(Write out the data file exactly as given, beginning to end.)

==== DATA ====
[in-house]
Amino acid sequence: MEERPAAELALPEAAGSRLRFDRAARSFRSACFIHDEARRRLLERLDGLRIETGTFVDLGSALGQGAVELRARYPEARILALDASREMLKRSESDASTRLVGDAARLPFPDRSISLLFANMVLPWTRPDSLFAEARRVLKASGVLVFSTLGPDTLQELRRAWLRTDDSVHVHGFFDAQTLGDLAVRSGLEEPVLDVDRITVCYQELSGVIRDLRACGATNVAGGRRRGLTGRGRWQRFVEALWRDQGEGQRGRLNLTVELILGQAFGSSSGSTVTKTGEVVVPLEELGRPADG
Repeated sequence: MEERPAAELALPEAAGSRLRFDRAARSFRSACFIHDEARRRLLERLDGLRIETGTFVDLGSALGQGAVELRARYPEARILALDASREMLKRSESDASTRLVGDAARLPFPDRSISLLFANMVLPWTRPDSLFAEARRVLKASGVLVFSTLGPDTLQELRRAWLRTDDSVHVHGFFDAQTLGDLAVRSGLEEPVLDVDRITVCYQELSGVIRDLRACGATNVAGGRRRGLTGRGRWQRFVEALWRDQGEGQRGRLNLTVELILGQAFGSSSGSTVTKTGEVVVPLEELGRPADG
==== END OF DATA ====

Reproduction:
[in-house]
Amino acid sequence: MEERPAAELALPEAAGSRLRFDRAARSFRSACFIHDEARRRLLERLDGLRIETGTFVDLGSALGQGAVELRARYPEARILALDASREMLKRSESDASTRLVGDAARLPFPDRSISLLFANMVLPWTRPDSLFAEARRVLKASGVLVFSTLGPDTLQELRRAWLRTDDSVHVHGFFDAQTLGDLAVRSGLEEPVLDVDRITVCYQELSGVIRDLRACGATNVAGGRRRGLTGRGRWQRFVEALWRDQGEGQRGRLNLTVELILGQAFGSSSGSTVTKTGEVVVPLEELGRPADG
Repeated sequence: MEERPAAELALPEAAGSRLRFDRAARSFRSACFIHDEARRRLLERLDGLRIETGTFVDLGSALGQGAVELRARYPEARILALDASREMLKRSESDASTRLVGDAARLPFPDRSISLLFANMVLPWTRPDSLFAEARRVLKASGVLVFSTLGPDTLQELRRAWLRTDDSVHVHGFFDAQTLGDLAVRSGLEEPVLDVDRITVCYQELSGVIRDLRACGATNVAGGRRRGLTGRGRWQRFVEALWRDQGEGQRGRLNLTVELILGQAFGSSSGSTVTKTGEVVVPLEELGRPADG